It was my senior year of college and I started looking at career options and had no idea what I wanted to do.
When employers and recruiters came to our college and started offering sales positions with compensation based on commissions, I was extremely disappointed as I was looking for something with a concrete salary.
At that point, I wanted to start making my own decisions and taking control of my career path by starting my own company.
So I decided to drop out of college five classes shy of graduating.
I was an economics major studying supply and demand models when I realized I just wanted to start a business and make money.
I enjoyed helping people and wanted to pursue a career such as a therapist, firefighter or doctor that had some purpose where I could make a positive impact in people’s lives.
I couldn’t do that because I did not have the financial ability or resources so I had to venture to Plan B, which was starting a business.
While I was evaluating different businesses, I identified that there was a demand for roofing companies and a lack of supply of reputable and responsive ones.
Friends and family shared frustrations about their poor experiences with roofing companies and I saw an opportunity.
I thought, if I could start a roofing company and become a reputable roofing contractor I could help people by doing the right thing and that our business would take off.
Unfortunately, I did not know anything about roofing and was discouraged by friends and family saying that I couldn’t do it.
That gave me the push I needed to get started as I was motivated to succeed and to prove them wrong.
I started to do research, go to the library and read books, but even after reading many books I still didn’t have a clue on what to do.
I realized that I needed hands-on experience and the only way that was going to happen was to work for a roofing company.
The next few days I searched newspaper ads and made multiple calls to local companies but no one would hire me.
All I kept hearing was, “Sorry no experience, no job.”
After 10 days of searching, I was so discouraged, I almost quit.
The next week a new listing came out that said "roofers and mechanics wanted."
I was going to try one last time.
If I was going to get this job I had to sell myself to get the job.
When I went in for the interview, I met with the owner.
I could already see him sizing me up realizing that I wasn't what they were looking for.
This was my only chance.
I told him what he already knew—that I know I don’t have any experience and I don’t know much about roofing but I’m willing to work hard and try my best and that he should give me a chance.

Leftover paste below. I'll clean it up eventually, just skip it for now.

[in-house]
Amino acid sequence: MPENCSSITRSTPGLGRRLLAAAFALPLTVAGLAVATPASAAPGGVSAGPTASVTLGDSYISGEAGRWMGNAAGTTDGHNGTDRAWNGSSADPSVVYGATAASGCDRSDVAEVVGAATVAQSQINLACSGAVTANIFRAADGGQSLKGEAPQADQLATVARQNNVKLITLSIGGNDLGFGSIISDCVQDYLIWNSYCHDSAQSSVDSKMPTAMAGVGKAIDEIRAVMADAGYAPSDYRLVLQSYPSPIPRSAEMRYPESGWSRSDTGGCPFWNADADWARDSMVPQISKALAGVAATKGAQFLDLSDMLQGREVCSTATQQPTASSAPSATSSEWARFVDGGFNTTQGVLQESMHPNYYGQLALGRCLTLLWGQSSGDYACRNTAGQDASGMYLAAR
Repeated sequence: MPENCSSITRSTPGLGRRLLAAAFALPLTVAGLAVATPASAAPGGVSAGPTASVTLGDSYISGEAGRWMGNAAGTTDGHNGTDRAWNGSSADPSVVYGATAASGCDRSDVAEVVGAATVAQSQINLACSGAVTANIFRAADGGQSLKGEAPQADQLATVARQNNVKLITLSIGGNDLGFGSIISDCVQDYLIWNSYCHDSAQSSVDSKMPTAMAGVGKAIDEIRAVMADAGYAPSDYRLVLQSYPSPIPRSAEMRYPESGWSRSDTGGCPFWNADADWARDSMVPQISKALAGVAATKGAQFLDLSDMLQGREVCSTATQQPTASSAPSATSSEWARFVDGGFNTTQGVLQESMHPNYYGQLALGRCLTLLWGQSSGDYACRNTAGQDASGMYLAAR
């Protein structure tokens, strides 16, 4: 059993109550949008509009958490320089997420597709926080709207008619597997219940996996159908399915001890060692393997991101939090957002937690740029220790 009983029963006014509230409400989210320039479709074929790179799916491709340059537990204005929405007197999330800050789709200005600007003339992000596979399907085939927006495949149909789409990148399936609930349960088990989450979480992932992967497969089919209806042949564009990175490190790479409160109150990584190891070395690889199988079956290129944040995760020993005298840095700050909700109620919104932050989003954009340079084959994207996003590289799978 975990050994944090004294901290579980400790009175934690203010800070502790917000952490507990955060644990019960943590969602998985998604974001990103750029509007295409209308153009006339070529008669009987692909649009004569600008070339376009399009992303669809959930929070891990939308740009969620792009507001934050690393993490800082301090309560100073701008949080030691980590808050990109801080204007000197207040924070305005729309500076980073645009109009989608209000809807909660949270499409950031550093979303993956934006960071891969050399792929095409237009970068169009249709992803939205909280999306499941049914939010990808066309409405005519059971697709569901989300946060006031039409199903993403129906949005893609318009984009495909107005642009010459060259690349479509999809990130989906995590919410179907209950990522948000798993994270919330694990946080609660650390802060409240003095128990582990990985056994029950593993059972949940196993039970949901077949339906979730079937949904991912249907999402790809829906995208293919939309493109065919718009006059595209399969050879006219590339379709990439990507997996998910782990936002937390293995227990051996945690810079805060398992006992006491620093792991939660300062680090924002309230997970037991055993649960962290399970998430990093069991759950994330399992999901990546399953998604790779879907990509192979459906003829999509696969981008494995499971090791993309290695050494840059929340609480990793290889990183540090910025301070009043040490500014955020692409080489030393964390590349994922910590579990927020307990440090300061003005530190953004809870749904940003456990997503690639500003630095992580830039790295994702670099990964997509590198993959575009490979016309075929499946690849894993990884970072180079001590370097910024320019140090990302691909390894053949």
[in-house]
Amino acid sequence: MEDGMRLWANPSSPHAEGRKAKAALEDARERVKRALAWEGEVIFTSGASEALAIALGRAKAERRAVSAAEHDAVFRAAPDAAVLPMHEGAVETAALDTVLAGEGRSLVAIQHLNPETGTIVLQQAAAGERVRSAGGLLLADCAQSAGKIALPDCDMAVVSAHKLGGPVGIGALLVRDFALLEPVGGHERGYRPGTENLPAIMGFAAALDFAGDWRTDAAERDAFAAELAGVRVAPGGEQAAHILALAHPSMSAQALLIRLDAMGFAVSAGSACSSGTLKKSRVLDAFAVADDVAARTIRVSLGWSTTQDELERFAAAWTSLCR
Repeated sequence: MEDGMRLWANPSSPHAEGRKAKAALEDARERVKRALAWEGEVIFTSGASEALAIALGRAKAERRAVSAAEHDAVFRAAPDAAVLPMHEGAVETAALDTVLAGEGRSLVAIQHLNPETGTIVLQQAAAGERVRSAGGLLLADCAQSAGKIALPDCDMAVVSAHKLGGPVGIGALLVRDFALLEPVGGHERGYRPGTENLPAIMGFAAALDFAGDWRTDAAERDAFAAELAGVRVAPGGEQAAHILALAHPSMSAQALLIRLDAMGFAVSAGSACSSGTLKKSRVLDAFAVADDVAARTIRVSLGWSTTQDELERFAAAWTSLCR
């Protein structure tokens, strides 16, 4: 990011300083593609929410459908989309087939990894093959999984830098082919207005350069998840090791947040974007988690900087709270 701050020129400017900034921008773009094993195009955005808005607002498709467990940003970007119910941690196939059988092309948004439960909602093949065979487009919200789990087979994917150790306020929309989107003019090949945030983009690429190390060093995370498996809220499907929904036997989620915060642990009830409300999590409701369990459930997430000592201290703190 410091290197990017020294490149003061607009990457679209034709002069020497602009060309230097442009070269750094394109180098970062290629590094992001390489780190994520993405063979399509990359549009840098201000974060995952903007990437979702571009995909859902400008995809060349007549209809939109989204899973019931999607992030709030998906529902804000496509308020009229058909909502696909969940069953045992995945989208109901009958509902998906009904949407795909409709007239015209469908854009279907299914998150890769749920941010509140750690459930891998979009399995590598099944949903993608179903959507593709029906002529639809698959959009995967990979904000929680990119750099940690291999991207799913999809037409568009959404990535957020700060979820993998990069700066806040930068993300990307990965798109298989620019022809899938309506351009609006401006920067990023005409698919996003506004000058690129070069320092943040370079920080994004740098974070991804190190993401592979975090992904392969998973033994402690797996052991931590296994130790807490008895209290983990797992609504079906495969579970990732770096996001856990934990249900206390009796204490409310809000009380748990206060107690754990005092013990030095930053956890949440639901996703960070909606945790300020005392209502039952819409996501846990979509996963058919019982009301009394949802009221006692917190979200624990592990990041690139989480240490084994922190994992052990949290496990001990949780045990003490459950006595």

He hesitated and started thinking.
I told him that he could hire me and he wouldn’t need to pay me for the next two weeks.
I told him I could be a helper—and would do anything and learn until he fit me into a position.
If he didn’t like me, he can just let me go at any time.
He had nothing to lose. He couldn’t refuse.
He agreed and said if I showed up the next morning at 6 a.m., I have the job.
I worked hard but smart and he saw I was different from his set of employees and promoted me after a few weeks.
I worked there for eight months until I got licensed and was ready to go on my own.
When I gave him my two weeks' notice, he offered me a higher salary and a better position selling commercial roofing.
His offer was tempting but I could not accept—after all, my goal was to start on my own.
I would continuously tell my story when asked how I got involved in roofing and why I decided to open a roofing company.
Apparently, my story was so fascinating that the people I told repeated it to others.
Every one of us has a story—and people like to hear stories.
A story also creates a connection with people.
All of your employees can tell a story. Even if you are an estimator or troubleshooter in the field,there may be a success story that should be told.
A story about the time when you found the leak that many other people couldn’t find.
You repaired it instead of a new roof replacement, saving the homeowner thousands of dollars.
When people hear your story they internalize it and tell others, thereby creating a marketing buzz for you.
These are more marketing strategies that have been successful for our company:
- Planning or changing a company name with recognition to your customer base;
- Maintaining a solid reputation based on reviews;
- Displaying you are accessible and available;
- Trucks with creative but clear signage;
- Eye-catching easy to read lawn signs;
- Use of social media—continuous Instagram, Facebook posts, shout-outs and recommendations from customers on appropriate groups;
- Responding to tagged posts tells customers we are here and ready to help.
Marketing should be constant and repetitive.
Put your companies name in front of people as much as possible.
People need to know who you are and what you do.
They need to be able to easily find, access and remember you.
Telling a story is one of the best ways to market yourself and your company.
Marketing is essential to the growth of your company.
You need to realize that every employee in your company can market and is a salesperson.
The first point of contact is a sale.
Whether contact is from a phone call to the office or meeting a random person at a restaurant or supermarket.
From your estimator, foreman, repair guys in the crew—they are all marketers and can create hype for your business, which leads them to sales.
Set sales targets and incentivize all of your employees to sell by offering them a commission based on the gross sale, not the profit.
This gives your staff a solid dollar amount they are receiving once the sale is complete regardless of how profitable the job is they know what amount to expect.
Following these marketing strategies plus Incentivizing your employees to generate more income for themselves will help increase your company sales tremendously.